Similar authors to follow
See more recommendations
Customers Also Bought Items By
#1 Bestseller in both hardback and paperback: SHORTLISTED FOR THE 2020 ROYAL SOCIETY INSIGHT INVESTMENT SCIENCE BOOK PRIZE
'A directory of wonders.' - The Guardian
'Jaw-dropping.' - The Times
'Classic, wry, gleeful Bryson...an entertaining and absolutely fact-rammed book.' - The Sunday Times
'It is a feat of narrative skill to bake so many facts into an entertaining and nutritious book.' - The Daily Telegraph
'We spend our whole lives in one body and yet most of us have practically no idea how it works and what goes on inside it. The idea of the book is simply to try to understand the extraordinary contraption that is us.'
Bill Bryson sets off to explore the human body, how it functions and its remarkable ability to heal itself. Full of extraordinary facts and astonishing stories The Body: A Guide for Occupants is a brilliant, often very funny attempt to understand the miracle of our physical and neurological make up.
A wonderful successor to A Short History of Nearly Everything, this new book is an instant classic. It will have you marvelling at the form you occupy, and celebrating the genius of your existence, time and time again.
'What I learned is that we are infinitely more complex and wondrous, and often more mysterious, than I had ever suspected. There really is no story more amazing than the story of us.' Bill Bryson
Bill Bryson describes himself as a reluctant traveller, but even when he stays safely at home he can't contain his curiosity about the world around him. A Short History of Nearly Everything is his quest to understand everything that has happened from the Big Bang to the rise of civilization - how we got from there, being nothing at all, to here, being us. Bill Bryson's challenge is to take subjects that normally bore the pants off most of us, like geology, chemistry and particle physics, and see if there isn't some way to render them comprehensible to people who have never thought they could be interested in science.
The ultimate eye-opening journey through time and space, A Short History of Nearly Everything is the biggest-selling popular science book of the 21st century, and reveals the world in a way most of us have never seen it before.
It is the driest, flattest, hottest, most desiccated, infertile and climatically aggressive of all the inhabited continents and still Australia teems with life – a large portion of it quite deadly. In fact, Australia has more things that can kill you in a very nasty way than anywhere else.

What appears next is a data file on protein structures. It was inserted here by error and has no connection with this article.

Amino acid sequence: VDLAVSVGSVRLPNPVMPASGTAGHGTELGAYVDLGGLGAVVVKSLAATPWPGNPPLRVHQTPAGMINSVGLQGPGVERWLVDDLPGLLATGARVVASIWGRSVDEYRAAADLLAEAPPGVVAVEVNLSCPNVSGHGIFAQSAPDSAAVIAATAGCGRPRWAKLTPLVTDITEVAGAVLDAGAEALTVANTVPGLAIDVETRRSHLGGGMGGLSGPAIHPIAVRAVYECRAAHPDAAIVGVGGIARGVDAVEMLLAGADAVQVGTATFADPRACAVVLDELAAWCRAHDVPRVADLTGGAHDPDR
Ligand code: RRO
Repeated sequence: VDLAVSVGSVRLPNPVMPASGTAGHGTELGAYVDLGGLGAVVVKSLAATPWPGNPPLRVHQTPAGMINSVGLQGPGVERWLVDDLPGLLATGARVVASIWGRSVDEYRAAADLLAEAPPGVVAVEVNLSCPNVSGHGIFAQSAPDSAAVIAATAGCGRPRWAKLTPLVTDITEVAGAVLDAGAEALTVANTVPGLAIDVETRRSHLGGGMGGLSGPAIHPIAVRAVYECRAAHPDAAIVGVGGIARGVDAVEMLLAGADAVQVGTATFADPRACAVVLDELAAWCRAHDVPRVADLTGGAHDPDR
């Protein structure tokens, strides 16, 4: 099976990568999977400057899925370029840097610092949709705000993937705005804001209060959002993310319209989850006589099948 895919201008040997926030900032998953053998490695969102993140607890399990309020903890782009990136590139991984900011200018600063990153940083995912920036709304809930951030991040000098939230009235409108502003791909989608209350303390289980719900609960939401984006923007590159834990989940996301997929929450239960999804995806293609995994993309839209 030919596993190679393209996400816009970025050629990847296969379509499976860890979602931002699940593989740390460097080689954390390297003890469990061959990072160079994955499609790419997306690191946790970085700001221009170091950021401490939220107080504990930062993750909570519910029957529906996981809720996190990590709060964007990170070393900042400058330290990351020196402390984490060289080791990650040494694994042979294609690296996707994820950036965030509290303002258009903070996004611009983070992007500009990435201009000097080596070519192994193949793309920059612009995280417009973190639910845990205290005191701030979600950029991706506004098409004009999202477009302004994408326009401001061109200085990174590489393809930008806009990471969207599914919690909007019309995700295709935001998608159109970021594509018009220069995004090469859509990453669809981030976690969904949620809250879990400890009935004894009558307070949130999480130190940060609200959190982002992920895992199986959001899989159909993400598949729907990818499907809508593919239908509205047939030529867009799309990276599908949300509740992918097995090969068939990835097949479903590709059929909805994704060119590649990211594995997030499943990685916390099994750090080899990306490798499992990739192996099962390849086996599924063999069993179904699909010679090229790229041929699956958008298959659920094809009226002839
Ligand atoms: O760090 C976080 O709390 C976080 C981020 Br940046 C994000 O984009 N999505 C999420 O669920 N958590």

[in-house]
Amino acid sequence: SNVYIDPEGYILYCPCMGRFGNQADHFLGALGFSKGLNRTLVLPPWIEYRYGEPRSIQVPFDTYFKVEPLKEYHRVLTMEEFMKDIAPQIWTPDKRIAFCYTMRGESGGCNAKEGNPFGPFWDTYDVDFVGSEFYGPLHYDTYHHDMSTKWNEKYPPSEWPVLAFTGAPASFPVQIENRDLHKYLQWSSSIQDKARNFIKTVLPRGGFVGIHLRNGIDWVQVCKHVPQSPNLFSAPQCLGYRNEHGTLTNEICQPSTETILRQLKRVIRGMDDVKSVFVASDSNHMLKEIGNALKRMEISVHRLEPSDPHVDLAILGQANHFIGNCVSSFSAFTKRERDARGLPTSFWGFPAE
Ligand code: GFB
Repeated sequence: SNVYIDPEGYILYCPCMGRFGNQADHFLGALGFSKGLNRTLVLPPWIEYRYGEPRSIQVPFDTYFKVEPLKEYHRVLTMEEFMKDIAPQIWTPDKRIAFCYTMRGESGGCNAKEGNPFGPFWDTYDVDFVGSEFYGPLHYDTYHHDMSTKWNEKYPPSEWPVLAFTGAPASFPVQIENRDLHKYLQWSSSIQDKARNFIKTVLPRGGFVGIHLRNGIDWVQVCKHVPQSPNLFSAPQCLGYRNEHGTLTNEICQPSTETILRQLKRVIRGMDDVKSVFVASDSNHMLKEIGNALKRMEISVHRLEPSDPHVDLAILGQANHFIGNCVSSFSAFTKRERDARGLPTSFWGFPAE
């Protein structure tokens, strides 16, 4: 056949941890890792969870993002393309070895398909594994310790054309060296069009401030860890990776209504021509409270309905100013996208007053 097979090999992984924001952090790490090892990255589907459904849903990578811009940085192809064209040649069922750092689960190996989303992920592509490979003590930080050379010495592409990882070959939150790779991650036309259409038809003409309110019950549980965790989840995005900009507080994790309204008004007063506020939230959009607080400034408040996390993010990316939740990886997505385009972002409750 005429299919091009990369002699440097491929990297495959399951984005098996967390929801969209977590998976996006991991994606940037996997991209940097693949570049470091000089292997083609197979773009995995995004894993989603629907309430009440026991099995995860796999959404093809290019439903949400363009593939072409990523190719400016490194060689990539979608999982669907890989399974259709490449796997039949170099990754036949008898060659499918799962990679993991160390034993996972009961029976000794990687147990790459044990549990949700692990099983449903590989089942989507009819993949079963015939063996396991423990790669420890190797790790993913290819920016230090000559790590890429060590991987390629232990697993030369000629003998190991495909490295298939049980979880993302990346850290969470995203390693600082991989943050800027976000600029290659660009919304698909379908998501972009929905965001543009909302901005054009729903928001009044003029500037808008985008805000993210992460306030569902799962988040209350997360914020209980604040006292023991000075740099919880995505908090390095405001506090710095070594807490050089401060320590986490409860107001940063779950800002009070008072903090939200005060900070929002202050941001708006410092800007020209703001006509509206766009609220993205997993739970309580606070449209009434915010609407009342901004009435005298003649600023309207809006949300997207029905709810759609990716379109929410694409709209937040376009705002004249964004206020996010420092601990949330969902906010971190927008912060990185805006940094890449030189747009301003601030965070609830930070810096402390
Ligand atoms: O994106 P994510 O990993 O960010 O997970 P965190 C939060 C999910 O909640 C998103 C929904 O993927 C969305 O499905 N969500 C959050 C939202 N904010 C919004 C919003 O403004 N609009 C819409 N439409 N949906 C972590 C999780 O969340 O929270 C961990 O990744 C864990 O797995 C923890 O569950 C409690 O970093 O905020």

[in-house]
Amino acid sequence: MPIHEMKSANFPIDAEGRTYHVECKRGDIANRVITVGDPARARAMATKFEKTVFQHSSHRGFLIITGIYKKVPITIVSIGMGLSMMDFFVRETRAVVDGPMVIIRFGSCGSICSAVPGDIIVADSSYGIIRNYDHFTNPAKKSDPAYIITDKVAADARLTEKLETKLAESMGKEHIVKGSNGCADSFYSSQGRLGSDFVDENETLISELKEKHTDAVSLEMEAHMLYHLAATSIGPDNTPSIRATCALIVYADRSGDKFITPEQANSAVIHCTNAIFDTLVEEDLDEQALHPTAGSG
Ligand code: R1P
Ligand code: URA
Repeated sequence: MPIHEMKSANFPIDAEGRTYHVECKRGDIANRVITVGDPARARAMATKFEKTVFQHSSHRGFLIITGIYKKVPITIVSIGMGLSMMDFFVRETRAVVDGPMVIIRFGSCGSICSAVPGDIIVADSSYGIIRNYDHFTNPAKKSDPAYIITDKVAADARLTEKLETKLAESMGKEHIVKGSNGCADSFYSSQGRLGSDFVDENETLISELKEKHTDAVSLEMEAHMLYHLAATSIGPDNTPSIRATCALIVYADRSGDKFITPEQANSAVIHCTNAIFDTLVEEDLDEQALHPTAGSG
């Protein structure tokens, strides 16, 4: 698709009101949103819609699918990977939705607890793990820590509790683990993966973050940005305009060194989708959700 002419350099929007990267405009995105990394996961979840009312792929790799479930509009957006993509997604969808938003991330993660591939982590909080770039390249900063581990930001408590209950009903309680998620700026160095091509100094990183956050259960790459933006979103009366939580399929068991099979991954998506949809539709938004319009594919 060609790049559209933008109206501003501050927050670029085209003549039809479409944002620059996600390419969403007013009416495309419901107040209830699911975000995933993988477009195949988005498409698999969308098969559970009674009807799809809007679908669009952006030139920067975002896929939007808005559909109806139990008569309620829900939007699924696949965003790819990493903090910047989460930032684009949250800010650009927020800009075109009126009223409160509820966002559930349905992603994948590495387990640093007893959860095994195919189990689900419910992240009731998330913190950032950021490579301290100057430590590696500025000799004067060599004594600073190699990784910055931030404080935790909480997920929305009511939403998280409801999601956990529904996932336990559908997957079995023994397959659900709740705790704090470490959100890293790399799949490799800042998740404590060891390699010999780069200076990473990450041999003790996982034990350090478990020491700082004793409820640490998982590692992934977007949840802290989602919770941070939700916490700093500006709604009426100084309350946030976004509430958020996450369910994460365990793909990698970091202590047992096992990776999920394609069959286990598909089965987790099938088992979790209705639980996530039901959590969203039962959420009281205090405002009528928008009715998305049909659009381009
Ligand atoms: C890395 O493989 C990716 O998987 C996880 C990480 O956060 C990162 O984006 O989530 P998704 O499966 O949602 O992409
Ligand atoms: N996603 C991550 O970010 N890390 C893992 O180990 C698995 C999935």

Ignoring such dangers – and yet curiously obsessed by them – Bill Bryson journeyed to Australia and promptly fell in love with the country. And who can blame him? The people are cheerful, extrovert, quick-witted and unfailingly obliging: their cities are safe and clean and nearly always built on water; the food is excellent; the beer is cold and the sun nearly always shines. Life doesn’t get much better than this…
In the company of his friend Stephen Katz (last seen in the bestselling Neither Here nor There), Bill Bryson set off to hike the Appalachian Trail, the longest continuous footpath in the world. Ahead lay almost 2,200 miles of remote mountain wilderness filled with bears, moose, bobcats, rattlesnakes, poisonous plants, disease-bearing tics, the occasional chuckling murderer and - perhaps most alarming of all - people whose favourite pastime is discussing the relative merits of the external-frame backpack.
Facing savage weather, merciless insects, unreliable maps and a fickle companion whose profoundest wish was to go to a motel and watch The X-Files, Bryson gamely struggled through the wilderness to achieve a lifetime's ambition - not to die outdoors.
“Vastly informative and vastly entertaining…A scholarly and fascinating book.” —Los Angeles Times
With dazzling wit and astonishing insight, Bill Bryson explores the remarkable history, eccentricities, resilience and sheer fun of the English language.
From the first descent of the larynx into the throat (why you can talk but your dog can’t), to the fine lost art of swearing, Bryson tells the fascinating, often uproarious story of an inadequate, second-rate tongue of peasants that developed into one of the world’s largest growth industries.
In At Home, Bill Bryson applies the same irrepressible curiosity, irresistible wit, stylish prose and masterful storytelling that made A Short History of Nearly Everything one of the most lauded books of the last decade, and delivers one of the most entertaining and illuminating books ever written about the history of the way we live.
Bill Bryson was struck one day by the thought that we devote a lot more time to studying the battles and wars of history than to considering what history really consists of: centuries of people quietly going about their daily business - eating, sleeping and merely endeavouring to get more comfortable. And that most of the key discoveries for humankind can be found in the very fabric of the houses in which we live.This inspired him to start a journey around his own house, an old rectory in Norfolk, wandering from room to room considering how the ordinary things in life came to be.